mostly at you GIs, and we have an [inaudible] for Mr. Nixon over there surrounded by his buses. Many GIs who are opposed to the war in Vietnam perform their assigned duties to the ever-present fear of stockade and federal prisons. Many GIs opposed to killing nevertheless go to Vietnam when ordered in hopes that they will enter into a situation where they might not have to defend their lives by killing another human being. But when an armed enemy is running at you GIs with his weapon spitting bullets it's too late for a change of heart, it's too late for an inspection of your morals then, it's too late for anything because one of the two of you is going to die. The time for morality and the time for protest, the time for change of heart is the minute you are ordered to the Republic of Vietnam. The individual action taken, you should follow a careful assessment of your conscience. This action should in some way prevent you from being placed in this situation of kill or be killed situation. And if dig that, somebody's going to dig you a grave. If this sounds radical, please realize that there is nothing more radical than death, especially when your bodies are being used to insure that often sought after, but seldom attainable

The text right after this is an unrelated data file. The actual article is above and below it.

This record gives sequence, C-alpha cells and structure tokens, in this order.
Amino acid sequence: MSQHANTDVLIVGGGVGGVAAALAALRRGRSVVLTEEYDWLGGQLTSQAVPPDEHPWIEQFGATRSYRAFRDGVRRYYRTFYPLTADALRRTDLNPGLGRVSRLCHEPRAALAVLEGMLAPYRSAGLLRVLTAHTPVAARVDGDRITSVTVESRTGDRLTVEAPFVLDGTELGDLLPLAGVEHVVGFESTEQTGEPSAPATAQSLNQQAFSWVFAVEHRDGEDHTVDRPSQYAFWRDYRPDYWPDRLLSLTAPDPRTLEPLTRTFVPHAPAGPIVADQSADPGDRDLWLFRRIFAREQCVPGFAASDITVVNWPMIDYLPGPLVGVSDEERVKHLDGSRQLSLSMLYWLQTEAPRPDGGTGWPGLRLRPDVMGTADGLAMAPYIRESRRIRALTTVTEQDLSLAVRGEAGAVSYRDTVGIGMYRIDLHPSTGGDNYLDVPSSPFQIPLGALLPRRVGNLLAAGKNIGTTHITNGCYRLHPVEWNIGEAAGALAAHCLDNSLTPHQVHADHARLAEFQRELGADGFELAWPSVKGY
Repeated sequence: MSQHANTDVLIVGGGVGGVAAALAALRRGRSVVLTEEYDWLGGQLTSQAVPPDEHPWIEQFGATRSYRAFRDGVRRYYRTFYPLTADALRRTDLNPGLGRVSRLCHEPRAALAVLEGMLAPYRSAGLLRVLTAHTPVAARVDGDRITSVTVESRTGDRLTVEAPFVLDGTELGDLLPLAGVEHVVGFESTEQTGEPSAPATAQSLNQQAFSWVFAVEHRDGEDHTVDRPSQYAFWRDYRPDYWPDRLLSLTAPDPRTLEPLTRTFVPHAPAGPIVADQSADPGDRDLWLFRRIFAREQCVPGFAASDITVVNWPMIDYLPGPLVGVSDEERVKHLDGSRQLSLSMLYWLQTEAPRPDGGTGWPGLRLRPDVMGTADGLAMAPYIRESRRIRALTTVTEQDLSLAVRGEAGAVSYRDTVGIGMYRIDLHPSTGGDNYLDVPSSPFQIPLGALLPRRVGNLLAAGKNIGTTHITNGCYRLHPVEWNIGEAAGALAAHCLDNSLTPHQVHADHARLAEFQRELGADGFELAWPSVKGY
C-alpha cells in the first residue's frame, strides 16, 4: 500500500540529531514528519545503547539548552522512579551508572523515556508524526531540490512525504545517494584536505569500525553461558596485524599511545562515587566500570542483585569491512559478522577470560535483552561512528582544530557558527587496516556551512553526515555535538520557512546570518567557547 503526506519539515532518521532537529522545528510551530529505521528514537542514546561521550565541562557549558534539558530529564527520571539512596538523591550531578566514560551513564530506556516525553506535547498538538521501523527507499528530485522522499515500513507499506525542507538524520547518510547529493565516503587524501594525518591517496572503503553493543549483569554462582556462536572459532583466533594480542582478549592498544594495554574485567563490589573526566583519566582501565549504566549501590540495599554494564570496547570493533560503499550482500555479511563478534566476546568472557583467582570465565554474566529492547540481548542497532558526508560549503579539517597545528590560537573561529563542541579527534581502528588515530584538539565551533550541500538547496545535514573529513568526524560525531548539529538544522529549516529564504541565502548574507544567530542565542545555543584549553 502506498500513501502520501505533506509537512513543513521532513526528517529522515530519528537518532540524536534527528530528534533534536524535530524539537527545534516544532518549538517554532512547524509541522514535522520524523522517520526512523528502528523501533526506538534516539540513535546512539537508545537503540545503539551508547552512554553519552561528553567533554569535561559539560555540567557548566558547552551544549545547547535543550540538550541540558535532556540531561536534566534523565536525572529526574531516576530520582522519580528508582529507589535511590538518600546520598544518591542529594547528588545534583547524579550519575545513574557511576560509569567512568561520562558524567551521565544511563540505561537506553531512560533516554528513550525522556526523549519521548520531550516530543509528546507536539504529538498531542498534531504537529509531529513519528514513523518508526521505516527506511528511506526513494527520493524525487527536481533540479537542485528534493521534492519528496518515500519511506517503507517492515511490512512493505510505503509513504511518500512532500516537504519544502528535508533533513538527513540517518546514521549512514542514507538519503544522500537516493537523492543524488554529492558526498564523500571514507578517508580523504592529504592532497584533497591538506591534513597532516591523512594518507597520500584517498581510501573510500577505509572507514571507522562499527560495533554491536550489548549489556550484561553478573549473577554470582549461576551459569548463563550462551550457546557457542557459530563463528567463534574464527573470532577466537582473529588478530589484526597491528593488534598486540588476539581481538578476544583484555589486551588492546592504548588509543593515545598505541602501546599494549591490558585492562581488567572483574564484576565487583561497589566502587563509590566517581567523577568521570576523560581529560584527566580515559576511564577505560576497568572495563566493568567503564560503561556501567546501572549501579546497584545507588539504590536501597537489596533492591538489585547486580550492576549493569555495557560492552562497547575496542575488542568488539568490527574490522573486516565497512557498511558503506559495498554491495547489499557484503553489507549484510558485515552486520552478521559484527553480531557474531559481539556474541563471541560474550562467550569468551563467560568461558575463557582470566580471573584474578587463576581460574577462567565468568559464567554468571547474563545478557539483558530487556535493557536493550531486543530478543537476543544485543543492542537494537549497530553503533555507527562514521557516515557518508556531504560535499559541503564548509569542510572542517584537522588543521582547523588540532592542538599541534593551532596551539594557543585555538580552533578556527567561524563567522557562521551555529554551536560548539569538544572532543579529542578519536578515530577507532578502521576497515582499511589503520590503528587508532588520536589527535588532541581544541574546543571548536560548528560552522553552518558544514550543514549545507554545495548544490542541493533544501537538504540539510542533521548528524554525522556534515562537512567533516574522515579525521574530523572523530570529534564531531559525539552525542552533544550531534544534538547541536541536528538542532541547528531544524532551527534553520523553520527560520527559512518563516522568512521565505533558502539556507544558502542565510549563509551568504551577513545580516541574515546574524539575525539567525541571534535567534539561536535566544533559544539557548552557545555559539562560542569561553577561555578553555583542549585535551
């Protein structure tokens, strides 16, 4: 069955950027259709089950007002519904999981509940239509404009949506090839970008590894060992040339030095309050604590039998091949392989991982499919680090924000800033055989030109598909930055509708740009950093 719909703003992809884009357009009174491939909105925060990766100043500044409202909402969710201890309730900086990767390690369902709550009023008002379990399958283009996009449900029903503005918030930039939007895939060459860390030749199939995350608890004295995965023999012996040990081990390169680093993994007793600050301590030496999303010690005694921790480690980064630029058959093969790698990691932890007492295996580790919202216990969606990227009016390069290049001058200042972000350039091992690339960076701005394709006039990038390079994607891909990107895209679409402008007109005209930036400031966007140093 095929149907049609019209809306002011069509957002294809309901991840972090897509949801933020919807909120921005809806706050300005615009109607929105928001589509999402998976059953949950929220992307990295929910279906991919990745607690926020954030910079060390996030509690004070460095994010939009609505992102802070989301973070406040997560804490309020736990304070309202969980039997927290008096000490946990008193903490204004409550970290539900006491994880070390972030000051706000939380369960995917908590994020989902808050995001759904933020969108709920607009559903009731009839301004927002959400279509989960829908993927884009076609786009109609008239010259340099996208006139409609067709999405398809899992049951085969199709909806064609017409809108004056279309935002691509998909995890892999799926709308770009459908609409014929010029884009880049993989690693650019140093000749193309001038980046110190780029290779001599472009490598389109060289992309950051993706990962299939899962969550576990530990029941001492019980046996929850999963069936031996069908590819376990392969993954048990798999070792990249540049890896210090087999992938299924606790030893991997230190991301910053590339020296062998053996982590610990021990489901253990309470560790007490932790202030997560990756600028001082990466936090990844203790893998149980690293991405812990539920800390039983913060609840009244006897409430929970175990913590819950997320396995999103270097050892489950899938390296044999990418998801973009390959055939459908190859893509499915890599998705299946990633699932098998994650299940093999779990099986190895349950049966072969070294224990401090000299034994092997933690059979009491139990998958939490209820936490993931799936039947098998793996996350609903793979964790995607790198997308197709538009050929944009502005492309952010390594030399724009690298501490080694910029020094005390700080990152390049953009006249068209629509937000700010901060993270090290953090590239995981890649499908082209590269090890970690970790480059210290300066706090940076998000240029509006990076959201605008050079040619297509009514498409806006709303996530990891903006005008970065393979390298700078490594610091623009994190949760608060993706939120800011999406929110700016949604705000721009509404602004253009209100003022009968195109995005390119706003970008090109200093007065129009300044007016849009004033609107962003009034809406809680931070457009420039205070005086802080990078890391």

thing, an honorable peace. If President Nixon had 39,000 tons of honor it could not help the dead across the river at Arlington. Honor is a dirty word to the dead at Arlington because they are the silent minority and they are very silent and they are very still. The GIs who go to Vietnam are the ones who see the war, they are the ones who fight it, they are the administration's war machine, and these are the very same people that the administration wants to keep quiet and this is for two main reasons. Number one, that the people will listen to these GIs who have been to Vietnam and number two, that the truth cuts the administration quite deeply. The government is all for having you GIs like myself go out there and fight for freedom in Vietnam but you come back to this country and you try to exercise those freedoms and you find out what happens to you. I'd like to make a prediction right now. Richard Nixon talks about his secret peace plan for ending the war, this is what's going to happen. Dissent is growing in the military, the GIs are the military, they make us the thing that's fighting the war. It's legal dissent and it's growing every day. In the last year the growth has been phenomenal.